Johnny Phongsavath remembers walking the halls of the Fresno State Education Building in 2019, on the path to completing a graduate degree in school counseling. One of his courses that semester was “COUN 242: Seminar on Parent Education, Pupil Advocacy and Consulting,” taught by assistant professor Dr. Dominiqua Griffin. The course, Phongsavath said, opened his eyes to the importance of working with students, parents and their community.

That is exactly what Griffin hopes for. “The course goes over formal ways to engage in consultation, specifically as a school counselor,” she said. “Students also learn how to provide indirect services and partner with families or other stakeholders in the community.”

Award-winning dissertation

BarbadosGriffin’s approach to counseling was refined in Barbados while working on her dissertation and interacting with local school counselors for nearly a year. She immersed herself in the schools across the island, with research focusing on school counseling services and understanding the role of the school counselor. 

In Barbados, 97% of the people are of African descent and it was colonized by the British until the 1960s. Griffin learned that counseling needed to be decolonized and the narrative of school counselors needed to be prioritized and centered. 

“As a result of privileging Western values and practices, school counselors’ partnerships with families, especially with poor families, focus on parent cooperation and discipline, rather than on mutuality and empowerment of parents,” said Dr. Julia Green Bryan, professor at The Pennsylvania State University and Griffin’s dissertation chair.

Griffin found that school-family-community partnerships are central aspects of Barbados school counseling and that data could help influence policy regarding counseling services for K-12 and university settings.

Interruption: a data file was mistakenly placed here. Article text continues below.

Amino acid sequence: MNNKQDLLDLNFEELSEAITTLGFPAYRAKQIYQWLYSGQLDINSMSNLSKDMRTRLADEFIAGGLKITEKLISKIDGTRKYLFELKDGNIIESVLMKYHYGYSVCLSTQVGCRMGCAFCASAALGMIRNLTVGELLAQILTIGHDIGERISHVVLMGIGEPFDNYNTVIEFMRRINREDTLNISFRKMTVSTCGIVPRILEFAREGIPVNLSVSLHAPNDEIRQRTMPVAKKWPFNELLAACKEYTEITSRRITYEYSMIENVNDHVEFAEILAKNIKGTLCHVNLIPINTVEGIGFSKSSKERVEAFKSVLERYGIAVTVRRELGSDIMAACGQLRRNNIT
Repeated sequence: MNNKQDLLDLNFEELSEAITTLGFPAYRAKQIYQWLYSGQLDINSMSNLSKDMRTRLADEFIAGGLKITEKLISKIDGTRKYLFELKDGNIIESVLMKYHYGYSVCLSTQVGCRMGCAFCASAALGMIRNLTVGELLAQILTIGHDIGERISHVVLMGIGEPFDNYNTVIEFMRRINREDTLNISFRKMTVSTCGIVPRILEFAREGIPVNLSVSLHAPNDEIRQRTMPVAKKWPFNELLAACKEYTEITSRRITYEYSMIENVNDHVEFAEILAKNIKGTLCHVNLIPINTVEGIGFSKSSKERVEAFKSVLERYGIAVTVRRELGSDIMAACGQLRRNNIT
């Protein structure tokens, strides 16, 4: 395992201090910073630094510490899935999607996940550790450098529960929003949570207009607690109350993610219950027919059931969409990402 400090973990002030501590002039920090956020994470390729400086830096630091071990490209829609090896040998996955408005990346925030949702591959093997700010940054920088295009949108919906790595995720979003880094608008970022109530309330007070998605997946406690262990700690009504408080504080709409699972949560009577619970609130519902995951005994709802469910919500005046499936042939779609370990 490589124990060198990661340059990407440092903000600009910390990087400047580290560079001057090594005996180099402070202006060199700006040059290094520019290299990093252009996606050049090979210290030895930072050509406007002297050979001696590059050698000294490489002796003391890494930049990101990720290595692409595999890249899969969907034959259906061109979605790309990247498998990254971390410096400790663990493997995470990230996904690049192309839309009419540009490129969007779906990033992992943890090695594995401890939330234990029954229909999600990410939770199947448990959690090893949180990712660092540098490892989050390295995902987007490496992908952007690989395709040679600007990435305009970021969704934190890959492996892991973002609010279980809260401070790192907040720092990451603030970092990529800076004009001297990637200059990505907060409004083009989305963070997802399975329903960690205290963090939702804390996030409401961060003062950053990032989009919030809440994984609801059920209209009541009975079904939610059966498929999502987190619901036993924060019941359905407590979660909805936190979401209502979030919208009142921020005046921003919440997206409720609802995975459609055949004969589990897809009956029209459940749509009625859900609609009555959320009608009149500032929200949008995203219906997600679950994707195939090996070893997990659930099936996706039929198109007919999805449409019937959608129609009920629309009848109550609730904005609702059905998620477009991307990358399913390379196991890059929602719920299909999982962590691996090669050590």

She obtained a Ph.D. in counselor education and supervision, with a dual title in comparative and international education, from The Pennsylvania State University. During her doctoral studies, she published a dissertation on “An Investigation of School Counseling Roles, Practices, Challenges, and Demands in Barbados: A Comparative Analysis of School Counseling Programs in Barbados.”

Her dissertation was published in 2019. This year, Griffin won the Outstanding Dissertation of the Year Award from the American Educational Research Association’s Family, School, Community Partnerships Special Interest Group. She said she was shocked when she read that she received the award from such a competitive submission pool. 

“(Griffin’s) work provided an exemplary model as it identified important factors that influence school counseling in an international context,” stated Dr. Kayon Morgan, award committee representative and assistant professor at the University of Hartford. “(Her) presentation of an ethnographic approach is nuanced and creative thereby offering significant findings for family, school, and community partnerships.”

Putting Research into Practice

BarbadosGriffin said her dissertation taught her the importance of networking and capacity building. “As school counselors, we might think we are just operating by ourselves and not realize that we can reach out to the next counselor or ask for support from partners around us.” 

She teaches in Fresno State’s Counselor Education and Rehabilitation department and uses findings from her dissertation in the classroom.

“Professor Griffin taught me to reach out, not only to the student but to work with community members, parents, grandparents, teachers or whoever may be in the student’s life, and give them a voice,” said Phongsavath.

He graduated in fall 2019 with a Master’s degree in School Counseling and a Pupil Personnel Services credential. Now he is an intervention counselor at Redwood High School in Visalia and counsels 25 to 40 students a week. On a daily basis, he endeavors to help students make positive changes, whether with grades, behavior in the classroom or dealing with issues at home. 

When Griffin works with her students, she emphasizes that it’s the connections that are most important. 

“You can know the theory, but once it meets practice it looks very different,” said Griffin. “I want students to know that they can use data to advocate and to make sure they really listen to the clients and to the families as well. I want students to leave the school counseling program feeling like they can be agents of change in their communities.”